Three Kings Bearing Profits
Friday, October 22, 2004; 9:49 AM
All eyes were on Google, which reported its earnings for the first time as a public company. The company did not disappoint, logging substantially rising profit and revenue, giving after-hours traders and the company's chief executive, Eric Schmidt, reason to smile.
The Los Angeles Times said, "[Google's] strong results, released in the first earnings report to follow the company's August IPO, put to rest any concerns about a slowdown in [its] core business, selling online ads targeted to Internet search results. Net income for the Mountain View, Calif., company came in at $52 million, or 19 cents a share, compared with $20 million, or 8 cents, during the same period last year, when Google was still toiling away in financial secrecy."
USA Today: Google Wows Investors With First Results Since IPO
The New York Times: At Google, Earnings Soar, and Share Price Follows (Registration required)
The Los Angeles Times: Google Tops Expectations for Quarter (Registration required)
However, specifics on the company's future financials are next to nil, the way Google likes to keep it. (Just try finding contacts for the company's PR department. It's like hunting for Waldo.) "Once again, investors will have to predict Google's future performance without much help from the company. As promised in Google's highly ideological IPO prospectus ... Schmidt began a conference call with analysts by declining to issue financial guidance. He said the company didn't want to get bogged down by pressure to meet quarterly expectations. Analysts tried anyway to tease out details that would offer clues into the company's finances. They asked about specific advertising metrics and the plans for products such as the Froogle online shopping site and the Gmail e-mail service. They even pressed Google executives to explain why their strategy was looking more and more like those of Yahoo, Microsoft Corp.'s MSN and other Internet portals. Mostly, Google executives wouldn't bite," the Los Angeles Times said.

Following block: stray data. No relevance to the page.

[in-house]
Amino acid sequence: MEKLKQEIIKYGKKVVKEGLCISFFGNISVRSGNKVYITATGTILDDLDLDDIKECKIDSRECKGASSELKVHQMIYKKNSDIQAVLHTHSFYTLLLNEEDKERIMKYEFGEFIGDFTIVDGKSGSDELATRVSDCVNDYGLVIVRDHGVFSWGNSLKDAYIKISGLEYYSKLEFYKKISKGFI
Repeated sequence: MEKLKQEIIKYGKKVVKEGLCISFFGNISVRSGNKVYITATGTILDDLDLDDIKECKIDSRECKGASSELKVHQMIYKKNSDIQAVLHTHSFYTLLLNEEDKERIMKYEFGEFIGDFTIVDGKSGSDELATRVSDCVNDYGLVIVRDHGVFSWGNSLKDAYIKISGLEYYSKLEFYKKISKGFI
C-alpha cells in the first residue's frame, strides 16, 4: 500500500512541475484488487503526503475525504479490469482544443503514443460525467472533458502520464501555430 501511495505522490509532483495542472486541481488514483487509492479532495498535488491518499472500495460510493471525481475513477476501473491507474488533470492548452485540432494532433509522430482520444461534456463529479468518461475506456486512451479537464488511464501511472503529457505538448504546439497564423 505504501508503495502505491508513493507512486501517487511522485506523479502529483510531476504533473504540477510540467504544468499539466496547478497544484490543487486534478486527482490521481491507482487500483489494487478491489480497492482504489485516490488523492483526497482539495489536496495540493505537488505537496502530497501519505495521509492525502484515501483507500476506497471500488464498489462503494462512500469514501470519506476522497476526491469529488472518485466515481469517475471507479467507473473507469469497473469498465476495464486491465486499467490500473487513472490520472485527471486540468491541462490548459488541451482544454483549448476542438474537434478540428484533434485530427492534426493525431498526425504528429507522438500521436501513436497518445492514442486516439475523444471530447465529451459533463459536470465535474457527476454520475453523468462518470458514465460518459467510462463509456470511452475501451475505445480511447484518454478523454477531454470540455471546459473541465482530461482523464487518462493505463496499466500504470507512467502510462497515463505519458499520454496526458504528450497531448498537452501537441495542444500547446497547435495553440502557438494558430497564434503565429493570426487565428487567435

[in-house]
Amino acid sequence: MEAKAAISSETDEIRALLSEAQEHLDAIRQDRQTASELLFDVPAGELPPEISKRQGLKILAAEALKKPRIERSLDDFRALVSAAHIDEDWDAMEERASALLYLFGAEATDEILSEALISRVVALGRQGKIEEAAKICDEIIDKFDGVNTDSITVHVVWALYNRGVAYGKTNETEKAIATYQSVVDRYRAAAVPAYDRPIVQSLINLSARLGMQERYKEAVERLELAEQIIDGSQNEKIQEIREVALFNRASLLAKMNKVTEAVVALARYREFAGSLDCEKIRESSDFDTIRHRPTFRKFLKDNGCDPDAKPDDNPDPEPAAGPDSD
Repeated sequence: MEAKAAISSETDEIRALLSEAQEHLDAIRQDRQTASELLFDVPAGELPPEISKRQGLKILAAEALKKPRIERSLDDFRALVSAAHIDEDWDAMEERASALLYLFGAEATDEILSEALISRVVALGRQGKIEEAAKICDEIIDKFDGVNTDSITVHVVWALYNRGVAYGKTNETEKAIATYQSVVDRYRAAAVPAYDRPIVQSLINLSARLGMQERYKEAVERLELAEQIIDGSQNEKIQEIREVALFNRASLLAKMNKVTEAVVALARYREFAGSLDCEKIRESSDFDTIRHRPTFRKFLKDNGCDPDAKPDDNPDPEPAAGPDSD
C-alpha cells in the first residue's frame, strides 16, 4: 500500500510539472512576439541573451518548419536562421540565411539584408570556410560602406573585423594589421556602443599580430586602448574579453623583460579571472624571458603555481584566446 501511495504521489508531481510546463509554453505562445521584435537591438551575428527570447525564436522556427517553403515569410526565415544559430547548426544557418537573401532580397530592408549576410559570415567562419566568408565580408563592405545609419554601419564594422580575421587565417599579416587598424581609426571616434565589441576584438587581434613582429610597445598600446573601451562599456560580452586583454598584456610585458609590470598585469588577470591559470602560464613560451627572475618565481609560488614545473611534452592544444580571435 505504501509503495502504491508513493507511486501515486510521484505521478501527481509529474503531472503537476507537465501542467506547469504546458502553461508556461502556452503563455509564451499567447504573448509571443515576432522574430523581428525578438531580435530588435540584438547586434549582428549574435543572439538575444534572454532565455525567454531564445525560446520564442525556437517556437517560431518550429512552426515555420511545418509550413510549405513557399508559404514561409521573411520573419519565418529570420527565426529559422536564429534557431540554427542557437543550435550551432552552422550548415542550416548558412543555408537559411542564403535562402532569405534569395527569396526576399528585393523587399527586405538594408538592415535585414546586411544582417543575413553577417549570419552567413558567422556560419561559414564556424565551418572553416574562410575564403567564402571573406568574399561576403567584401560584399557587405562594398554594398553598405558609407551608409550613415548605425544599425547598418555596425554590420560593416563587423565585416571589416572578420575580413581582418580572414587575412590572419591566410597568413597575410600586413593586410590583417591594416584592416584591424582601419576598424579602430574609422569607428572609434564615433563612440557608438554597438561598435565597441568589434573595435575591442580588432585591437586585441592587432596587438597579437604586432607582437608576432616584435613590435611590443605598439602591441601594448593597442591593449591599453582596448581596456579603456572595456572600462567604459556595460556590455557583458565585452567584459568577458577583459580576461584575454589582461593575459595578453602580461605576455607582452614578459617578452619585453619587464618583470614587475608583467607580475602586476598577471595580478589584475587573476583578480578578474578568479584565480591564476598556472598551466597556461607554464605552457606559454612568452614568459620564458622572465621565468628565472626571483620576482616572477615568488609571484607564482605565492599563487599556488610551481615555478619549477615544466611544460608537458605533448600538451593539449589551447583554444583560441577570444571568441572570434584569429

The Washington Post: Google Posts Big Gains in Sales, Profit (Registration required)
The Wall Street Journal gave one of the stronger synopses of what the earnings marks from Google and other star Internet players mean on the broader market overall. "Google Inc. and online retailer Amazon.com Inc. reported strong increases in third-quarter revenue and profit as consumers and advertisers continued to boost online spending. But Amazon's results disappointed some investors, and the shares fell after hours," the paper said. "The earnings generally extended the streak of Internet companies posting robust financial results despite earlier fears of a possible summer slump. Internet companies are benefiting as Americans switch to high-speed Web access from slower dial-up connections, prompting users to spend more time and money online. Roughly half of American Internet users access the Web through a broadband Internet connection such as a cable modem or digital subscriber line, compared with 40 percent a year ago."
The Wall Street Journal: Google, Amazon Post Strong Earnings (Subscription required)
Investors who got in on Google early were likely smiling ear to ear yesterday (and may still be frozen that way today): "The stock rose $11.92, or 8 percent, in after-hours trading, to a post-IPO high of $161.30. That's on top of Thursday's $8.89 rise during normal trading. The stock opened at $85 a share when trading began in August," USA Today noted. "The company executed beyond analyst expectations, there's still fervent demand for the stock, and they indicated that the best is yet to come, by far," Standard & Poor's Internet analyst Scott Kessler told the San Jose Mercury News. And Google impacted other players in the market. "We saw Yahoo up in after-hours trading and I would have to think that this would have had a little to do with it," Kessler said.
The San Jose Mercury News: Google Posts Big Gains (Registration required)
Microsoft's Quarterly Might
Microsoft's quarterly results weren't shabby -- a profit of $2.9 billion, or 27 cents per share, up 11 percent from a year ago. It reported revenue of $9.19 billion, up 12 percent. Google can't shake a stick of those numbers, which are larger than some countries' GDPs.